Miliband pledge to end child mental health 'neglect'
Labour says it will "end the scandal of neglect" of child mental health issues if it wins May's general election.
Leader Ed Miliband will use a visit to a mental health group to say greater emphasis is needed on prevention, early intervention and better support.
It forms part of his plans to improve mental health provision in England.
Mr Miliband will say the proposals would save NHS money and improve care. Ministers have said they are working to improve mental health care.
During his visit to Enfield, north London, Mr Miliband will launch a report by an independent taskforce he set up in 2012 to devise a strategic plan for mental health in society.
The report, from the taskforce led by Barts Health NHS Trust chairman Sir Stephen O'Brien, is expected to emphasise the need for society to promote good mental health, to prevent ill-health and for better support for those living with mental health problems.
Ahead of the announcement, Mr Miliband said: "Taking action to improve mental health is essential if we are to thrive as a nation and ensure the NHS remains sustainable."
Child mental health
Labour says it is pledging to prioritise child mental health by increasing the proportion of the mental health budget spent on children.
Mr Miliband will support the report's recommendations to improve waiting times for talking therapies and to ensure all school pupils have access to a counsellor.
"The timing and approach will need to ensure the savings are achieved to cover the costs of making these changes," he said.
He accused the government of "stripping back preventative services" and said Labour was "committed to improving access to services and support".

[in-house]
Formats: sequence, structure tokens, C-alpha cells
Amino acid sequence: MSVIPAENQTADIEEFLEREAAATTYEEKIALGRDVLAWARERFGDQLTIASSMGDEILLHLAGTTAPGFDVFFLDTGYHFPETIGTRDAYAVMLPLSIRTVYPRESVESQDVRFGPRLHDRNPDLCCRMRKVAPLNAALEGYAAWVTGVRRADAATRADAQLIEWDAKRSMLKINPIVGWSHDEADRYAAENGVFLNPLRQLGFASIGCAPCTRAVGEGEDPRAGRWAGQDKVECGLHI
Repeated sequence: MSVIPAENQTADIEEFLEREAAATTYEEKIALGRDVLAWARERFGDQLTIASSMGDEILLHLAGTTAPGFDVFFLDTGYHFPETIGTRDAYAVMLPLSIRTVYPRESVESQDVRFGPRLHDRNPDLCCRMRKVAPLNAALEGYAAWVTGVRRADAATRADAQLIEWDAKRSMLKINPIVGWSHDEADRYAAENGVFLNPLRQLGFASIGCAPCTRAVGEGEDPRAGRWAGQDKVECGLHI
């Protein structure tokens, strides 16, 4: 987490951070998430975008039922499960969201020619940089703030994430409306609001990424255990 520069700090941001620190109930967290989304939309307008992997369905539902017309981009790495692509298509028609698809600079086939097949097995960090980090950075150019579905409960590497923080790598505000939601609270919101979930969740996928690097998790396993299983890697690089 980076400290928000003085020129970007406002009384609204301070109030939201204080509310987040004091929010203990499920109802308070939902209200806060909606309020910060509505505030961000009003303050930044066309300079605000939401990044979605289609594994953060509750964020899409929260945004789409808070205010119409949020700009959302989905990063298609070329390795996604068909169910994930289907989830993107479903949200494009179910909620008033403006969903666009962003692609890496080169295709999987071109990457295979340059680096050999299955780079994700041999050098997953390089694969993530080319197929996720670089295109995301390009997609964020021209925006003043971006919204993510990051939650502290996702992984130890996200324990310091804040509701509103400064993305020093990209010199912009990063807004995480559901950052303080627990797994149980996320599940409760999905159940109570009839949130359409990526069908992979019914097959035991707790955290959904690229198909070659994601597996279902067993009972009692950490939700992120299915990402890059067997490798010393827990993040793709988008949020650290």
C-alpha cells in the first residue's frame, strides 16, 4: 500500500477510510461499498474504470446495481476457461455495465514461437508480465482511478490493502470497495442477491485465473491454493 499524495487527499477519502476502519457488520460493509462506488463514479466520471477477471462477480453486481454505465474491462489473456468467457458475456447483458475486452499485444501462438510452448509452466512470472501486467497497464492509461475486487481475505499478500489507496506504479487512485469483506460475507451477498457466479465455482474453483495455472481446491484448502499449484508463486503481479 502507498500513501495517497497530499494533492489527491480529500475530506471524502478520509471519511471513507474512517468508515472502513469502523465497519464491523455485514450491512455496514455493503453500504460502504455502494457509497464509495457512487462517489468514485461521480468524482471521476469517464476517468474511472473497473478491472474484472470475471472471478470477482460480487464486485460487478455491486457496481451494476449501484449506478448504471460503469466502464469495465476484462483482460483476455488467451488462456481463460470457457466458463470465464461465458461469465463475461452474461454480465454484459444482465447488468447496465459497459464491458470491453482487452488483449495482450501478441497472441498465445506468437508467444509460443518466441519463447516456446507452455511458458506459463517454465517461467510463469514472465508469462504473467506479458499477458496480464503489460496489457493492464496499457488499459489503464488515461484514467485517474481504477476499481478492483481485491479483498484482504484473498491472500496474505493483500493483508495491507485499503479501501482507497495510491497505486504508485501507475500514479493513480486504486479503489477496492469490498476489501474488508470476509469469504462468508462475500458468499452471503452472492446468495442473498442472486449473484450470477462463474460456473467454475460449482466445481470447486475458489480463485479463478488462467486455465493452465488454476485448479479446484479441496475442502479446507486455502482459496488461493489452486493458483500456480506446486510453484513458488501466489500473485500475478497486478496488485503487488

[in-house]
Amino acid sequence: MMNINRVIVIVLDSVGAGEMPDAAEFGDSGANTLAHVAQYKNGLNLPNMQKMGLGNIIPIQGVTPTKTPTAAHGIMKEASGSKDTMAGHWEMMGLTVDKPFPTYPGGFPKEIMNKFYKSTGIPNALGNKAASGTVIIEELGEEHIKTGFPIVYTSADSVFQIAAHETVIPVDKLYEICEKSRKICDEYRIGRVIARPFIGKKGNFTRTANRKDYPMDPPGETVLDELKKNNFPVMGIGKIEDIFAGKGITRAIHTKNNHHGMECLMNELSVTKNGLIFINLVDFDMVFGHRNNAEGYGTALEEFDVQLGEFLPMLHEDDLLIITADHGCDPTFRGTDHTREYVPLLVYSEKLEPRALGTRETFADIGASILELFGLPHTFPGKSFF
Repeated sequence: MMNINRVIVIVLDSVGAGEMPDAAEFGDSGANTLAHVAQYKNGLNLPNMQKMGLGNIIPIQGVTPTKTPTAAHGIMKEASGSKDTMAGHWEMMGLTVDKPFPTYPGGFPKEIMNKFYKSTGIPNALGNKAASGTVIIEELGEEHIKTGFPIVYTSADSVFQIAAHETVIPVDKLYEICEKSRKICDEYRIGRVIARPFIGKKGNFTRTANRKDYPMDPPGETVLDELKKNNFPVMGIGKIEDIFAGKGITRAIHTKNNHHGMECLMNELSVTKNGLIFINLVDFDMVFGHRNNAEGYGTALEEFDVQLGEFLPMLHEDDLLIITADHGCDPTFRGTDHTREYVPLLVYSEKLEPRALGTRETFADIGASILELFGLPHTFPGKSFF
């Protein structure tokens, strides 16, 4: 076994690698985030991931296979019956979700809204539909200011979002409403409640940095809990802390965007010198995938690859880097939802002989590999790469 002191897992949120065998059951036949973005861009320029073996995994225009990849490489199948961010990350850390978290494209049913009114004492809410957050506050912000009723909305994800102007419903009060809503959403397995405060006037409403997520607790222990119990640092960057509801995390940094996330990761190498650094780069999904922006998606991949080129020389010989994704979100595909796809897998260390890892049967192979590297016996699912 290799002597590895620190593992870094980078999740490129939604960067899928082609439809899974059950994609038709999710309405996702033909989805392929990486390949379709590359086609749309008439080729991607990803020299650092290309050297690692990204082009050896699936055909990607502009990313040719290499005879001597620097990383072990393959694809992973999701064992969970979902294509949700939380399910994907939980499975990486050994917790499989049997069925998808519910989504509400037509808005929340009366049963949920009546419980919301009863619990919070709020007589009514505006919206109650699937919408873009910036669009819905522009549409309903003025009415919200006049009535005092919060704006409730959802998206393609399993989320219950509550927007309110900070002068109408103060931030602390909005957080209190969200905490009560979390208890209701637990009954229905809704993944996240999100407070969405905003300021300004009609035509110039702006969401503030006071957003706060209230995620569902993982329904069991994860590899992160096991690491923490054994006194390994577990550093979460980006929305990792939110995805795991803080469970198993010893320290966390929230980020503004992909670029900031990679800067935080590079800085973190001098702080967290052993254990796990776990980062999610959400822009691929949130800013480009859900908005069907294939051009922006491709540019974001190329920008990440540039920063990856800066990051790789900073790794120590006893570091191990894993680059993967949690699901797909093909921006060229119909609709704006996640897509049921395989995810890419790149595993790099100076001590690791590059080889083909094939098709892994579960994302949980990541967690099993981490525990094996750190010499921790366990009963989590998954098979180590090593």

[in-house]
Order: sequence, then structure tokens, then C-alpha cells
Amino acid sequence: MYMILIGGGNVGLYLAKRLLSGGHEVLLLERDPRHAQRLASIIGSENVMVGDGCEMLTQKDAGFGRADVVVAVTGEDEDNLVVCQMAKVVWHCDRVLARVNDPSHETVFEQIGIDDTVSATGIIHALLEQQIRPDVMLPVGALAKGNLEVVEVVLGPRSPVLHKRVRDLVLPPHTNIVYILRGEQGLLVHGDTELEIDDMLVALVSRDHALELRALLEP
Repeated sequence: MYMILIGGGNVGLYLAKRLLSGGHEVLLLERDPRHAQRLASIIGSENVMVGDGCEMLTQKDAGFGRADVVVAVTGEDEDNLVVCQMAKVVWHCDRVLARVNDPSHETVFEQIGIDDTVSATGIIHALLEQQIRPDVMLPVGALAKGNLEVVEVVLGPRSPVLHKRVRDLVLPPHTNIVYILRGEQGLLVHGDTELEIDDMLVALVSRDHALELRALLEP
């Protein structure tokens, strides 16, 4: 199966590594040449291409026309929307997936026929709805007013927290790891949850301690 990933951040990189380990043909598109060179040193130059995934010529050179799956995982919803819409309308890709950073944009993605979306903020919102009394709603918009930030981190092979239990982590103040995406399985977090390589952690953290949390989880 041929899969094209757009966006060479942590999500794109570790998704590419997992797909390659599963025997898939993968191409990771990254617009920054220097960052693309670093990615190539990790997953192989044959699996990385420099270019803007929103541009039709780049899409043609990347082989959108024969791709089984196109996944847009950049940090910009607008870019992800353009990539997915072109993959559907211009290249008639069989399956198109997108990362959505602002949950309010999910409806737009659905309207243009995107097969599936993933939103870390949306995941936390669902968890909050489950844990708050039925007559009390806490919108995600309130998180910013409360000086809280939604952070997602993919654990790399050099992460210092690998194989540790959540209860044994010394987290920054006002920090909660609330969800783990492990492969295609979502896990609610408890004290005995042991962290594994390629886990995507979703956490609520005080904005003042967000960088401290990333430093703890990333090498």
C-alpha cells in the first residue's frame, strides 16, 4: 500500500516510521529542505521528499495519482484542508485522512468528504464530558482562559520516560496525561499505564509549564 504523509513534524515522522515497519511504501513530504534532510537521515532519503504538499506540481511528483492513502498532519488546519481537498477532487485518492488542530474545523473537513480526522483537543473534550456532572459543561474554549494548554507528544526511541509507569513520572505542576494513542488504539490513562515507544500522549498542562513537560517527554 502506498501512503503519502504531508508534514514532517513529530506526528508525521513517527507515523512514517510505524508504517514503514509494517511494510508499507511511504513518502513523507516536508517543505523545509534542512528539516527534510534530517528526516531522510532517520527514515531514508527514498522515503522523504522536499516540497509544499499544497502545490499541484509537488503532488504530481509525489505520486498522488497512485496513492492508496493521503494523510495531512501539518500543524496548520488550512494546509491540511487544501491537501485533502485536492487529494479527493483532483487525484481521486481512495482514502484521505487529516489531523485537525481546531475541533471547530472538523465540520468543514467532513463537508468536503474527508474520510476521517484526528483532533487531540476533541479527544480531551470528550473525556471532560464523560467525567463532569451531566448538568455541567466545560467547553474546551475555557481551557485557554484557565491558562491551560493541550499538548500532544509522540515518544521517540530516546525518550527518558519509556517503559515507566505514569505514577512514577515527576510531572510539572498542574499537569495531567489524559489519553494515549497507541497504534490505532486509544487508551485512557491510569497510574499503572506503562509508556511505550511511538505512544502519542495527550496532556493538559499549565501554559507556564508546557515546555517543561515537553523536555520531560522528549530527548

The Labour leader said all teachers should be trained in child mental health in order to identify and refer those showing signs of problems.
"This government's failure and false economies on mental health need to be replaced with smart investments that will save money and put our NHS on a sustainable footing so it can meet the challenges of the 21st Century as well as it did the last," he said.
Waiting time targets
Earlier this month, official figures showed that NHS spending on children's mental health services in England has fallen by more than 6% in real terms since 2010.
Labour, which had asked for the figures, accused the government of breaking its promise to make mental health a priority.
Ministers said overall NHS spending has been protected by the government and there was a £150m investment in services for young people with self-harm and eating disorders.
Care Minister Norman Lamb added: "We have legislated for mental health to get its fair share of local funding but too often children's mental health still loses out."
He said experts were being brought together from across health, education and social care to look at child mental health care.
Last year the coalition government also announced it would introduce the first national waiting time targets for people with mental health problems.
Labour's report comes as Mr Lamb and Deputy Prime Minister Nick Clegg host a mental health conference in London focused on suicide prevention.